The Multinational Monitor



Uranium, Bauxite, and Coal

Paying the Mining Companies to Haul the Minerals Away

by George Riley and Greg Crough

Multinational investment is highly concentrated in the Australian mining industry. In 1975, foreign companies controlled 52.2 percent of metallic minerals, 73 percent of fuel minerals, and 52.6 percent of other minerals for an overall control of the mineral industry of 60 percent.

The industry is also heavily export-oriented; some 70 percent of the value of mineral production comes from exports, largely to Japan. The industry accounted for 29 percent of total Australian exports in 1977, compared with 12 percent in 1960.

Over the past few years, foreign investment in the industry has escalated, and U.S. investment in 1981 in Australia's mineral business is ex pected to be U.S.$673 million, up 40 percent from last year.

Cheap energy and huge reserves have been the principal attractions for the giant mining companies, and the federal government traditionally has sweetened the deal with substantial tax incentives. A 1974 federal government study, for instance, found the Australian government's assistance to the mining industry from 1968-1973 exceeded taxation receipts by $A55 million.

When the Labor Party came to power in 1972, it immediately began examining the export earnings of the mining industry. Government economists suspected transfer pricing by the multinationals had forced the country into a losing position. The Labor government instituted controls to prevent future manipulative pricing arrangements. Many of these measures the Fraser government has since rolled back or not enforced, including the most local ownership requirements.


Australia has over 27 percent of the non-communist world's low-cost uranium. The Fraser government is firmly committed to the development of this resource; Labor is nominally opposed, but the party's performance while in office suggests that its opposition could fade if the party were to be returned to power.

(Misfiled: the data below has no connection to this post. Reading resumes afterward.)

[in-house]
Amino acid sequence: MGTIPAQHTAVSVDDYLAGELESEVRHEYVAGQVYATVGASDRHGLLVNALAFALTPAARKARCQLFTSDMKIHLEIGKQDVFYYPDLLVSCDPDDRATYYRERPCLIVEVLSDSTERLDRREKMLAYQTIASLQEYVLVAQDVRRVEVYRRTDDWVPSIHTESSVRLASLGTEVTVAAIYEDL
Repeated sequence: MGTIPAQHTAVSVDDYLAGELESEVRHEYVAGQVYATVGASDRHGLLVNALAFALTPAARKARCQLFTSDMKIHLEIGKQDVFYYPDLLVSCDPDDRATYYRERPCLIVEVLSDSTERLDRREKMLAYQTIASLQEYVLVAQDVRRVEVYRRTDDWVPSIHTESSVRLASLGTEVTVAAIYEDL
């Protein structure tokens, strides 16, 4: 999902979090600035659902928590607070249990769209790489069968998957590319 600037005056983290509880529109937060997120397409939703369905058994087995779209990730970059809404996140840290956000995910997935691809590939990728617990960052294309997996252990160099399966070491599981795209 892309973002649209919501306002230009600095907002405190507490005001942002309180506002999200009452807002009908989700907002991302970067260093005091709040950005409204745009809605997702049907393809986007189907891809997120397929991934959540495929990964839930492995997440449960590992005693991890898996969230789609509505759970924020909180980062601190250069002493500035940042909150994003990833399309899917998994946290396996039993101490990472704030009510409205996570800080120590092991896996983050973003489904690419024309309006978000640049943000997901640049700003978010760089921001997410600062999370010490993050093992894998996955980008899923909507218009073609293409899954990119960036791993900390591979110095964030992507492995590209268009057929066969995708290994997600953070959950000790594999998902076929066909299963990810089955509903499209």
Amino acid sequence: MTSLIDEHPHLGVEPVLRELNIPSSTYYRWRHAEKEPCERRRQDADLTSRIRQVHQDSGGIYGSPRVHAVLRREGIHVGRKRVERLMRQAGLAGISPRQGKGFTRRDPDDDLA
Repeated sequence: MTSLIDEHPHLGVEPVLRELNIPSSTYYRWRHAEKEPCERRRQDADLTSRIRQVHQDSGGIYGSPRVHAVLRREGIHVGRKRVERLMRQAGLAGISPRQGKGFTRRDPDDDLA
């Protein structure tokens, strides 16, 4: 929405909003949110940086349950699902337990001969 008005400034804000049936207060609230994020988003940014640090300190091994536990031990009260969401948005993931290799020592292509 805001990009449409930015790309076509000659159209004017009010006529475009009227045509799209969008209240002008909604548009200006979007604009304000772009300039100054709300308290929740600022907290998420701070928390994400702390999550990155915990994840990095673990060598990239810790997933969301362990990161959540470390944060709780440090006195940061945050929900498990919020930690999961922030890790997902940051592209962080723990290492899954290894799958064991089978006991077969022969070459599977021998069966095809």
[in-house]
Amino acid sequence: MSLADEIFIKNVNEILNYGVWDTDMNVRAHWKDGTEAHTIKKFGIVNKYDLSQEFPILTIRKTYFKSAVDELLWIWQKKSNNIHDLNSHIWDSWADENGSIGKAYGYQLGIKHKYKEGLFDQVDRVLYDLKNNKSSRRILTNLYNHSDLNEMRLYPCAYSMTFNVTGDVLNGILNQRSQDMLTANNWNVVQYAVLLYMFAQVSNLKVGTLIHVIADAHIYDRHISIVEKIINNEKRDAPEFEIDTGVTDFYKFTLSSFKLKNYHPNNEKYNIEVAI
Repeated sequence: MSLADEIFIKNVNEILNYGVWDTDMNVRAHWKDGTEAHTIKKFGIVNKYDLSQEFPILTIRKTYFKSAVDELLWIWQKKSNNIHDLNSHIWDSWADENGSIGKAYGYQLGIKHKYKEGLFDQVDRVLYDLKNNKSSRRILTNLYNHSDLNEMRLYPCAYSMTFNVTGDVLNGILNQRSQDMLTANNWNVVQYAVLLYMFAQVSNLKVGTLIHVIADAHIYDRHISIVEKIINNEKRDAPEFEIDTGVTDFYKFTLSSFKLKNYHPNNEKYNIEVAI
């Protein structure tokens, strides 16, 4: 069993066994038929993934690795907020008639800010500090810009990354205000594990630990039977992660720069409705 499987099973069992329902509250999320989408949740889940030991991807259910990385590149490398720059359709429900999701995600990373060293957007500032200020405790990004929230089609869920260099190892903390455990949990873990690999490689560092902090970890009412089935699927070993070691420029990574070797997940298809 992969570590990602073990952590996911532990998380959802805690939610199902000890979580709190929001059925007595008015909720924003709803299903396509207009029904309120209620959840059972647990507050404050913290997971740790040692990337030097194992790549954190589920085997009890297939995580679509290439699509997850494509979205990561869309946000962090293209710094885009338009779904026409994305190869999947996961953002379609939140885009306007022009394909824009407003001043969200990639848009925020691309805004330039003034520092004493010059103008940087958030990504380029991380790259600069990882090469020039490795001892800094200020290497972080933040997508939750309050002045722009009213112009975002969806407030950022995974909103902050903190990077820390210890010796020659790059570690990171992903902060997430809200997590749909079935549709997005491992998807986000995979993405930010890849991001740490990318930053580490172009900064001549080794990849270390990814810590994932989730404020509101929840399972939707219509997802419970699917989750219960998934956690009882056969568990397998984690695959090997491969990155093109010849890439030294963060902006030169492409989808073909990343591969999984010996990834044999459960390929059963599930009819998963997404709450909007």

The government has been a participant in at least two uranium ventures. The Labor party inherited a 50 percent ownership in the Ranger project in the Northern Territory and a 42 percent equity position in Mary Kathleen Uranium Ltd., a corporation controlled by CRA (CRA is 72 percent owned by Rio Tinto Zinc.)

The Labor party halted operations at Ranger until the Ranger Environmental Inquiry could finish its report. However, the Labor government authorized start-up operations at Mary Kathleen deposit to meet contracts for 900 tonnes (metric tons) of uranium arranged by the previous government of the conservative Liberal-National Country parties.

After the conservative coalition returned to power it resolved Australia's contradictory export policies by removing the ban on exports of uranium in August 1977. The Fraser government has divested itself of both its Mary Kathleen and Ranger holdings. To further encourage foreign expansion, the Fraser government has relaxed restrictions requiring that uranium investments have at least a 75 percent local equity.

Exxon was the first to benefit from the government's new policy toward uranium investments. Through its Esso subsidiary, Exxon has purchased 15 percent of the Yeelirrie mine in Western Australia. Exxon's partners, Angesellschaft, a West German corporation, and Western Mining, a local company, hold 10 to 75 percent, respectively. However, the Yeelirrie project violated the 75 percent restriction because Exxon planned to provide an additional 35 percent of the total costs for an additional 35 percent of the uranium. Although the government acknowledged that this investment went against the guidelines, the Foreign Investment Review Board decided to waive the requirement because the project "would be of significant economic benefit to Australia."